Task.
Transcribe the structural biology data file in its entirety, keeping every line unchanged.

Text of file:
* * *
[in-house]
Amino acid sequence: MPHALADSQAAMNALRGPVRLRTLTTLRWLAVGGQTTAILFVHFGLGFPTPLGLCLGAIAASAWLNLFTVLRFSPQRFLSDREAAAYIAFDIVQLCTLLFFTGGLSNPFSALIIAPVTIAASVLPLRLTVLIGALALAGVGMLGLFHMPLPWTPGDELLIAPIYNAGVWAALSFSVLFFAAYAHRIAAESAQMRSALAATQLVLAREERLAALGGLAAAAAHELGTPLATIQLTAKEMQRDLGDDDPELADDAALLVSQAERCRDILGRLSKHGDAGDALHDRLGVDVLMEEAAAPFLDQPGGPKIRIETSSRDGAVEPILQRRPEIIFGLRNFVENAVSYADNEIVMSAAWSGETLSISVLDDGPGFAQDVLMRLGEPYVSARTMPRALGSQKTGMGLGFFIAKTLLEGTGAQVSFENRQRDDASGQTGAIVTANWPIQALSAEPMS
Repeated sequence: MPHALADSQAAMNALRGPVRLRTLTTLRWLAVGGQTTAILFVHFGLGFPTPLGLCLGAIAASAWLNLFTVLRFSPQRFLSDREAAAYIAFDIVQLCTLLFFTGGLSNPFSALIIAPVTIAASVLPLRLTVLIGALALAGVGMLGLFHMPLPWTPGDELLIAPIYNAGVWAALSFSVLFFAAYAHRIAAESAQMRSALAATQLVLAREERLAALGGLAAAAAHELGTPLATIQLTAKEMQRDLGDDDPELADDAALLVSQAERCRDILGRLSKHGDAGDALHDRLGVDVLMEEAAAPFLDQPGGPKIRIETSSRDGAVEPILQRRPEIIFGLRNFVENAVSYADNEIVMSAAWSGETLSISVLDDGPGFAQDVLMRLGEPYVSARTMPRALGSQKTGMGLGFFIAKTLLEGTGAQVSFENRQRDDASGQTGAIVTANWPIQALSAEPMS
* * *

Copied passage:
[in-house]
Amino acid sequence: MPHALADSQAAMNALRGPVRLRTLTTLRWLAVGGQTTAILFVHFGLGFPTPLGLCLGAIAASAWLNLFTVLRFSPQRFLSDREAAAYIAFDIVQLCTLLFFTGGLSNPFSALIIAPVTIAASVLPLRLTVLIGALALAGVGMLGLFHMPLPWTPGDELLIAPIYNAGVWAALSFSVLFFAAYAHRIAAESAQMRSALAATQLVLAREERLAALGGLAAAAAHELGTPLATIQLTAKEMQRDLGDDDPELADDAALLVSQAERCRDILGRLSKHGDAGDALHDRLGVDVLMEEAAAPFLDQPGGPKIRIETSSRDGAVEPILQRRPEIIFGLRNFVENAVSYADNEIVMSAAWSGETLSISVLDDGPGFAQDVLMRLGEPYVSARTMPRALGSQKTGMGLGFFIAKTLLEGTGAQVSFENRQRDDASGQTGAIVTANWPIQALSAEPMS
Repeated sequence: MPHALADSQAAMNALRGPVRLRTLTTLRWLAVGGQTTAILFVHFGLGFPTPLGLCLGAIAASAWLNLFTVLRFSPQRFLSDREAAAYIAFDIVQLCTLLFFTGGLSNPFSALIIAPVTIAASVLPLRLTVLIGALALAGVGMLGLFHMPLPWTPGDELLIAPIYNAGVWAALSFSVLFFAAYAHRIAAESAQMRSALAATQLVLAREERLAALGGLAAAAAHELGTPLATIQLTAKEMQRDLGDDDPELADDAALLVSQAERCRDILGRLSKHGDAGDALHDRLGVDVLMEEAAAPFLDQPGGPKIRIETSSRDGAVEPILQRRPEIIFGLRNFVENAVSYADNEIVMSAAWSGETLSISVLDDGPGFAQDVLMRLGEPYVSARTMPRALGSQKTGMGLGFFIAKTLLEGTGAQVSFENRQRDDASGQTGAIVTANWPIQALSAEPMS